SALT LAKE CITY -- Salt Lake County is becoming more dog friendly, and "Paws on the Patio" is the permit local restaurants and bars can apply for to gain permission to become an official dog-friendly business where customers can bring their dogs to patios, so long as certain regulations are followed.
The permit comes with a price tag, but one restaurant in town says it’s worth the cash.
The pup population in Salt Lake County is at an all-time high, and more and more people are looking for dog-friendly options when it comes to dining.
Back in 2012, the Salt Lake County Board of Health amended its food sanitation regulation to allow dogs on outdoor dining patios--if the bar or restaurant applied for permission and met a few requirements.
“The patio will need to be cleaned every six hours unless there is an accident, then it needs to be cleaned up immediately,” said Andrea Gamble, who is a supervisor in the Bureau of Food Protection for the county health department.
Dogs can’t eat on the patio, but are allowed water. They must be on leash and off furniture.
“There’s very strict rules and regulations that you need to follow to make sure it’s safe for people dinning on the patio,” Gamble said.
Camp Fire Lounge in Sugar House is the first and only Salt Lake County bar to apply for and receive a permit—which they said has worked to their benefit.
“Any given day there’s at least half a dozen here, it’s really nice,” Bartender Alec Gehrke said. “Definitely now that the summer is coming, there’s a lot more out.”
Pig and a Jelly Jar owners say they are planning to apply as well, while others are making do without it.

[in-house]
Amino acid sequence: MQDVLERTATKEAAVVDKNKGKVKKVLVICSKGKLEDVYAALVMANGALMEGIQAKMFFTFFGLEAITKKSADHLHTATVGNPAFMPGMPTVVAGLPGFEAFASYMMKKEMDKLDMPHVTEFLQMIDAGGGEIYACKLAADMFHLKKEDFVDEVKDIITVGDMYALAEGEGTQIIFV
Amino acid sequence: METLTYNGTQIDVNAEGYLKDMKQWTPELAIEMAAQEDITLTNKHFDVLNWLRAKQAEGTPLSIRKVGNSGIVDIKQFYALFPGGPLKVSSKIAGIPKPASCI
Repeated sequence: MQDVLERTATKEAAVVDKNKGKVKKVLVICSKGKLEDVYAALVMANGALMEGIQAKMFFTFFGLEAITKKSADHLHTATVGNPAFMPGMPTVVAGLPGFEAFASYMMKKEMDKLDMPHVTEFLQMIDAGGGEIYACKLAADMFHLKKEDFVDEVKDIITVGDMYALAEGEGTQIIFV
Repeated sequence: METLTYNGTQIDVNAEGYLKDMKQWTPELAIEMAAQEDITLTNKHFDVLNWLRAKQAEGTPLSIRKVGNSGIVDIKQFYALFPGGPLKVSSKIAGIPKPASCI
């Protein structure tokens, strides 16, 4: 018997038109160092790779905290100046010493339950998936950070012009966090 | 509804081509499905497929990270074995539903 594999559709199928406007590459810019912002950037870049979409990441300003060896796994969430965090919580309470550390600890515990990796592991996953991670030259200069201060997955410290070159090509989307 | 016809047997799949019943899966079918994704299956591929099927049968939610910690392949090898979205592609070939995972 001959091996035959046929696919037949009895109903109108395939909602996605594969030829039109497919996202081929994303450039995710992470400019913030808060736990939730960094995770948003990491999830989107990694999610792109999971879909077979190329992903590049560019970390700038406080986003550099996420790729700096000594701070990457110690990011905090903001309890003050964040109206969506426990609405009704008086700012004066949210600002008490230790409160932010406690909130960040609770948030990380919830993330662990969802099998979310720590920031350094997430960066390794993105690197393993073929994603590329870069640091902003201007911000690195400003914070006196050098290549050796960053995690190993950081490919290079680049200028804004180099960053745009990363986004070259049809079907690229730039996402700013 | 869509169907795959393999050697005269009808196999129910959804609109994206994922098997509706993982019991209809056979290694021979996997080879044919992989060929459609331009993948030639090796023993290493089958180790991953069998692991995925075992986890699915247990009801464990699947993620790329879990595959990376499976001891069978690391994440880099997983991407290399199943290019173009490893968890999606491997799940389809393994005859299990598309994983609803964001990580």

“The option that we do give guests as of right now is to be able to dine on these tables alongside of our railing, so that their dogs can actually be on the other side of the railing,” said Keri Driggers, who is the general manager for Flatbread Pizzeria.
The "Paws on the Patio" permit is $350 when the business registers and $100 to renew each year. In a press release, health department officials said that many establishments already allow dogs on patios, and in the coming weeks they will be asking those businesses to go through the official process for approval.
The press release details the regulations pertaining to having dogs on restaurant and bar patios, see below for the list:
- The establishment must post signs that notify patrons that dogs may be on the premises
- The patio must have an outdoor entrance so dogs don’t have to go through an interior dining area, and there must be self-closing doors between the patio and interior area
- The patio must be cleaned with animal-friendly chemicals at the beginning of each shift, or every six hours if the business does not have defined shifts
- Any dog bathroom “accidents” must be cleaned and the area sanitized within 5 minutes
- Wait staff and other restaurant food-handlers may not touch any dog
- Dogs must remain on leash, and must have collars with current license and rabies tag
- Dogs may not be on tables or chairs
- Dogs should be given water in a disposable container, but may not eat food (including dog food or treats)
- Dogs may not have contact with any dishes or utensils